The challenging thing about painting—and writing—is deciding what to focus on.
This is also true about life, by the way.
By the time Rick actually starts to block in a painting, he has already spent a great deal of time thinking about the composition: from the original source material (and it’s usually several sources combined), what will he keep? What will he change? What will he move, recolor, and shift?
The photo he’s using here as a reference is from an afternoon we spent last summer at a crowded beach at Ocean City, Maryland. Not only do the intersections of water, sky, and sand pose an interesting set of problems for a painter to solve, but where else can you find such a wealth of half-nude, real-sized models posing patiently as they sizzle in the sun?
It’s a rare painter who can reflect how gently laughable and enjoyable we all are as we move through our lives together. Similar to “Beach Ladies,” a painting like this reminds the viewer that none of us should take ourselves too seriously.
That’s a gift, folks.
Watching an ambitious project like this take shape is also a gift.
From the initial composition and drawings to the establishing of light and dark values…
… to seeing the individual elements come to life, it’s a fascinating documentary of possibilities on top of complex decisions, all described in an infinite range of color.
This takes a steady hand and nerves of steel.
This painting in particular is endlessly entertaining to me. It has just as much interest from 12 feet back as it does from 12 inches in.
From 12 feet back, the three women in the foreground are profound and oddly hilarious studies in women’s shapes at various ages, bone structures, breast size and orientation, bellies, and butt shape. It also showcases nicely our propensity to have our hands on our hips with minor variations in elbow angles and hand positions allowed.
And I’ll bet you a cookie they were all wearing “The Miracle Suit“:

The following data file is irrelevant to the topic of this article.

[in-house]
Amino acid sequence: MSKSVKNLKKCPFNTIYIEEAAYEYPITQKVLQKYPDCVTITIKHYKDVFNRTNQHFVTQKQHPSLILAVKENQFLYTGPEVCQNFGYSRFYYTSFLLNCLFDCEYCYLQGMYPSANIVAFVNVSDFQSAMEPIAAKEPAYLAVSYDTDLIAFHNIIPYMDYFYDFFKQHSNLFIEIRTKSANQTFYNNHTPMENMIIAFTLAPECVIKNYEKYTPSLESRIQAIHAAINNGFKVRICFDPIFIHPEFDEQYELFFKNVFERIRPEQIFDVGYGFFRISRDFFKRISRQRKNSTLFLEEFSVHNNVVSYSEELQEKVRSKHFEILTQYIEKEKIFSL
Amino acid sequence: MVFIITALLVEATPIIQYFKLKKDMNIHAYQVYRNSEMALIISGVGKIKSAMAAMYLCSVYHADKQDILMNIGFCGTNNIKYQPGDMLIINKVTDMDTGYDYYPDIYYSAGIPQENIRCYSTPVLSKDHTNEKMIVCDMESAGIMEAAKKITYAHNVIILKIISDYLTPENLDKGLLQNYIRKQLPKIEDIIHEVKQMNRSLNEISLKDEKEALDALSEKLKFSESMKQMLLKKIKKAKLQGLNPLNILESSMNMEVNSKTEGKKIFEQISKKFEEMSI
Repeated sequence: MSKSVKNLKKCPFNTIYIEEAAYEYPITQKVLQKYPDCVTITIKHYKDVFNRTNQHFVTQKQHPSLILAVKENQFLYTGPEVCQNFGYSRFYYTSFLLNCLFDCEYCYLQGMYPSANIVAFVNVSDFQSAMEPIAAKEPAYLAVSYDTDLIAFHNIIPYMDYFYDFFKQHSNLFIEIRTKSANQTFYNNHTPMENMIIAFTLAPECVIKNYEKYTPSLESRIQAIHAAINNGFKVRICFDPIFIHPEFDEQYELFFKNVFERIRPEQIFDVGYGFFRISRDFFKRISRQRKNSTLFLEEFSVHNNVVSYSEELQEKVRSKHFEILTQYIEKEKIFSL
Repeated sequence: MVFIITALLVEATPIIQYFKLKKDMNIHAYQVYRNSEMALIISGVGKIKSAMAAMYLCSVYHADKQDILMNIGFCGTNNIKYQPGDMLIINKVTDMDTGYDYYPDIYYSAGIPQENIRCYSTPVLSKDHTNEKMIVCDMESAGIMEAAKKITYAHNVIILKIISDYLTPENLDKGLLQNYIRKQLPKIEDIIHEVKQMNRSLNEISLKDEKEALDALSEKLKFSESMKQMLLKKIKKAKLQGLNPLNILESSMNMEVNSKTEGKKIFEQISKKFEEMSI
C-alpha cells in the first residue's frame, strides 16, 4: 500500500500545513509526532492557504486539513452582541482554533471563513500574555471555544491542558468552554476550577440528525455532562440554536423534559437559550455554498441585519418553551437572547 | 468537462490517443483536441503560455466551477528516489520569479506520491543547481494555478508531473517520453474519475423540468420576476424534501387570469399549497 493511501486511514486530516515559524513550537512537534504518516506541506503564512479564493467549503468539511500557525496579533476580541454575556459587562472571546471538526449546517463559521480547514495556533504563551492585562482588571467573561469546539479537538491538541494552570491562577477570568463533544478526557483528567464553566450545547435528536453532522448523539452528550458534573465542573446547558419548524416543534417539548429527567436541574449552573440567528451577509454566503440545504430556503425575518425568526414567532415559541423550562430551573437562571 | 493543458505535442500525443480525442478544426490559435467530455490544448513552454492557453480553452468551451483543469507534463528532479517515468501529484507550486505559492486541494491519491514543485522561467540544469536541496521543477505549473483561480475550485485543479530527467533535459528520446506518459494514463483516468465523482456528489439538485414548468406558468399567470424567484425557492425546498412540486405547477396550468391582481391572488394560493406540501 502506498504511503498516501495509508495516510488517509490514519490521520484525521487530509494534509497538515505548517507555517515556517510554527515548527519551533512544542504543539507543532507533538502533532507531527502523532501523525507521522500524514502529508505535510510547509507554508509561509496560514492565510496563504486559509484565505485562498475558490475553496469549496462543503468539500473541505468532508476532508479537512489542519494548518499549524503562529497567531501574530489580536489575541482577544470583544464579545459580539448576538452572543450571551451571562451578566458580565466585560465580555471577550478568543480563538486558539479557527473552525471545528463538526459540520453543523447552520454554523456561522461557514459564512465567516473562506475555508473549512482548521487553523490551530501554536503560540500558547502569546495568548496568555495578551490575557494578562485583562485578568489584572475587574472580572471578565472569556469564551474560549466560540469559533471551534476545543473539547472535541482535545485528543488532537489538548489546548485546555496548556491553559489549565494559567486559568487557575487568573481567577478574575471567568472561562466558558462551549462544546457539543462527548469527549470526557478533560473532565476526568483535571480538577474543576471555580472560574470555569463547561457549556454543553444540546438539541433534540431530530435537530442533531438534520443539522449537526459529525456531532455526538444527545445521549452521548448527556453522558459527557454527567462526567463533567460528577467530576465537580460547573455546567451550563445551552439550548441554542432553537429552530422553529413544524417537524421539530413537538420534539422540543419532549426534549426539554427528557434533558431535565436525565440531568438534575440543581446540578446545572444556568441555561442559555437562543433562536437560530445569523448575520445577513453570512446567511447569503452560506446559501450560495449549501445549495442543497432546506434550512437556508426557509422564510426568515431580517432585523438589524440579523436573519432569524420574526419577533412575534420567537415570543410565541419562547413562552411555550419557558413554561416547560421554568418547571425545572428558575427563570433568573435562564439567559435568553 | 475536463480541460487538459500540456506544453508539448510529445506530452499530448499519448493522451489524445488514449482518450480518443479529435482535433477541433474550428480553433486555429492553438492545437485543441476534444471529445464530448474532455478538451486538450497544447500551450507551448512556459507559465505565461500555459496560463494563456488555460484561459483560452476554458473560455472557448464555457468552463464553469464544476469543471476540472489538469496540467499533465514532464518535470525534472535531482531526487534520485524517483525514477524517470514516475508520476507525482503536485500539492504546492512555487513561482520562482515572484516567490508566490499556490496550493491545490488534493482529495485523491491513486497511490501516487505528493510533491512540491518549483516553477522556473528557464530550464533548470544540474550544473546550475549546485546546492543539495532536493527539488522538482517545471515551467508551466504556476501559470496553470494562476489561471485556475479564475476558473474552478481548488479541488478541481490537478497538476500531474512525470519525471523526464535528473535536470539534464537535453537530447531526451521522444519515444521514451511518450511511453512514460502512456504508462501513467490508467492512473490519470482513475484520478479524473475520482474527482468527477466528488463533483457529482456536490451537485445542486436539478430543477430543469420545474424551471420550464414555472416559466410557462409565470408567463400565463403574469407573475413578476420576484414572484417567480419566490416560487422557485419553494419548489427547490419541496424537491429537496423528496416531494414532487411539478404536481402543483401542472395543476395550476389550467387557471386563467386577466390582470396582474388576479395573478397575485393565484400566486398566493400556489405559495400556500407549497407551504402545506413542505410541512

“Look 10 pounds thinner in 10 seconds!”
Who are they kidding? 10 seconds?! Have they never seen a committed woman struggling to get into a bathing suit that guarantees to compress her so effectively that she’ll look 10 pounds lighter? That’s at least a full three-minute sweat-and-swearing filled episode which, if filmed, would immediately shoot to first place as a viral video on YouTube.
Yet from 12 inches in, you can see that Rick decided to leave the orange underpainting as the substance of the man, painting in around him to show the viewer his shape and movement. Plus he gave him shorts, which I thought was kind, all things considered.
Michelangleo: “I saw an angel in the marble and carved until I set him free.”
Rick: “I saw a fat man in the orange and painted around him, let him be.”
What to paint? And what to merely suggest with a swish and a flick?
It’s possible to use oil paint not only as a delivery mechanism for color, but also as a three-dimensional art medium, like plaster of paris or whipped cream. Applied with skill and the muse’s suggestion whispering in one’s ear, the effect can be amazing. For instance, you can apparently create a wave’s shadow that, under gallery lighting, will augment the painted suggestion of the shadow beneath it.
Neat trick, Rick.
As often as I’ve looked at her, I can’t figure out who she looks like, but I’m sure I know her from somewhere.
More underpainting, this time left to be part of a boy and part of a beach.
In painting circles, they call this “an interesting idea.”
The decision to blur the building into the sea in the far distance looks like someone didn’t learn how to color in the lines, Mister!
And it makes that hazy atmosphere in the distance completely believable.
Like I said, it’s all a question of focus and choice.
For the record, I have my own creative focus struggles.
For instance, sometimes when I should be focusing my eyes more on what I think I’m shooting…
… my heart will grab the camera and make a different decision for me.
BTW, this painting is for sale.